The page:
Former Australian PM Tony Abbott writes:
Just five years ago, most of us were China optimists. We thought that economic freedom would eventually lead to political liberalisation too. However long it might take, China was getting more like us. In any event, we thought, provided China was respected in its region, it had no history of larger ambitions so would continue to be an economic opportunity rather than a strategic threat.
That was me. China seemed to be heading in the right direction.
There has been the militarisation of the South China Sea; the bullying of neighbours, even India; the trade boycotts against Australia; the abrogation of the one country, two systems treaty on Hong Kong; the mass internment of the Uighurs; and, most dangerous for the wider world, the growing belligerence towards Taiwan — a liberal democracy of 25 million people that should not have to submit just because it was part of China more than 100 years and two world wars ago.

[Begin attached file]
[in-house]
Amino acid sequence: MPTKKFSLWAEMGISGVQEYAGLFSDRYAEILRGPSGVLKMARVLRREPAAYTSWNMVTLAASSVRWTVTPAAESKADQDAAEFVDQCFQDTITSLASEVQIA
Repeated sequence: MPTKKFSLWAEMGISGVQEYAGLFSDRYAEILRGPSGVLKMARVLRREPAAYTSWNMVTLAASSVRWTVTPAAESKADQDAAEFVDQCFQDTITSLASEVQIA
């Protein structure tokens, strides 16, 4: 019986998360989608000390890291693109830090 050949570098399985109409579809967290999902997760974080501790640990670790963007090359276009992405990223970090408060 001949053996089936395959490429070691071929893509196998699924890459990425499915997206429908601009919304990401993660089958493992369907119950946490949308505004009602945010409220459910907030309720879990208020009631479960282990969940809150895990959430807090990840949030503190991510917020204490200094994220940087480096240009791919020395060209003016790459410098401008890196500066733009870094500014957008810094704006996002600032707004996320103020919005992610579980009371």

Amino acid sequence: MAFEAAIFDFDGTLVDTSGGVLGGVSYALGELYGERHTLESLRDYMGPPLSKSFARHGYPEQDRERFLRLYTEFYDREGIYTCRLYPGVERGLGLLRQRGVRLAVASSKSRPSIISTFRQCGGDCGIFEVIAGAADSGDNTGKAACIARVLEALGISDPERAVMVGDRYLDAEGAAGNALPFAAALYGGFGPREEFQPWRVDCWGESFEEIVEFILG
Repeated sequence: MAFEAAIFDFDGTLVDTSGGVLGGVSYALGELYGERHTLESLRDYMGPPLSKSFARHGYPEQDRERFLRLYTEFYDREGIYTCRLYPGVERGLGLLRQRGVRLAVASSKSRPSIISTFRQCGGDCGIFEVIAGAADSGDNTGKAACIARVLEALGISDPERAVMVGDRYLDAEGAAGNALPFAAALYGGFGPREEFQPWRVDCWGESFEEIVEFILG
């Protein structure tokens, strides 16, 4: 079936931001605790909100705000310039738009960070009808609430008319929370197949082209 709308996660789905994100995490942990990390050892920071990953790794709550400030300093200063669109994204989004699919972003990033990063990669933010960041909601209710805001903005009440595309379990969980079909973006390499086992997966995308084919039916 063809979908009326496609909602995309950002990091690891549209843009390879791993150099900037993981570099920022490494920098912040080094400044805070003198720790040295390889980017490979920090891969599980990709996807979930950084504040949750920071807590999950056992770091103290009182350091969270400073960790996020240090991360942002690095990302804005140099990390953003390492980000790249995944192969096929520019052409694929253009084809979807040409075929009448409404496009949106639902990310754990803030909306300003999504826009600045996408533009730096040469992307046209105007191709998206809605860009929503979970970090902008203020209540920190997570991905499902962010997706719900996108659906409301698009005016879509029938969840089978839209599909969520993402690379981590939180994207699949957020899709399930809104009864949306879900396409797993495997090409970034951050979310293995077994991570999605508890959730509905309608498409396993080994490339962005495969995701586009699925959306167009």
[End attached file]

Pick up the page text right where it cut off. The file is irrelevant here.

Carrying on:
The Taiwanese should determine their own future, and not be forced back under authoritarian rule.
The fact it’s the US and its allies calling out the mistreatment of the Uighurs, rather than their fellow Muslims, shows that our moral aspirations are colourblind and creed-free; but that hasn’t averted an epidemic of self-criticism about our record on race, sometimes verging on self-loathing.